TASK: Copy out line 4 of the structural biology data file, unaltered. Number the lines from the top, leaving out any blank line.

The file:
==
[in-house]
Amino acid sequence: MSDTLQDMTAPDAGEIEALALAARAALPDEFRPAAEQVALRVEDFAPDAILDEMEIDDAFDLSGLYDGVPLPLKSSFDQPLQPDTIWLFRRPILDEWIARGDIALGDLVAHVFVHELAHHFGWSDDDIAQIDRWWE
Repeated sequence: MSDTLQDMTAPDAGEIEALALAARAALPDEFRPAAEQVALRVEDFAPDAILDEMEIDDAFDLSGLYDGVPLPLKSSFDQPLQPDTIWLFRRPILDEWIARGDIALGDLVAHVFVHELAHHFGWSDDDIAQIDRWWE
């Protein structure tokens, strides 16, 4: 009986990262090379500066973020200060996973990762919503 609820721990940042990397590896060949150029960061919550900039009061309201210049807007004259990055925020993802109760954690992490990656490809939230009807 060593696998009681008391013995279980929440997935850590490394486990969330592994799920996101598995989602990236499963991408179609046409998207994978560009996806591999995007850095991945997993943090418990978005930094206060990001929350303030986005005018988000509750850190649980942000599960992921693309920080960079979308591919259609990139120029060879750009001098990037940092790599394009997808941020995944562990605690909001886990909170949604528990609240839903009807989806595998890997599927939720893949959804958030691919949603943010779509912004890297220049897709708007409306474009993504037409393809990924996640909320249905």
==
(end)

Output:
């Protein structure tokens, strides 16, 4: 009986990262090379500066973020200060996973990762919503 609820721990940042990397590896060949150029960061919550900039009061309201210049807007004259990055925020993802109760954690992490990656490809939230009807 060593696998009681008391013995279980929440997935850590490394486990969330592994799920996101598995989602990236499963991408179609046409998207994978560009996806591999995007850095991945997993943090418990978005930094206060990001929350303030986005005018988000509750850190649980942000599960992921693309920080960079979308591919259609990139120029060879750009001098990037940092790599394009997808941020995944562990605690909001886990909170949604528990609240839903009807989806595998890997599927939720893949959804958030691919949603943010779509912004890297220049897709708007409306474009993504037409393809990924996640909320249905």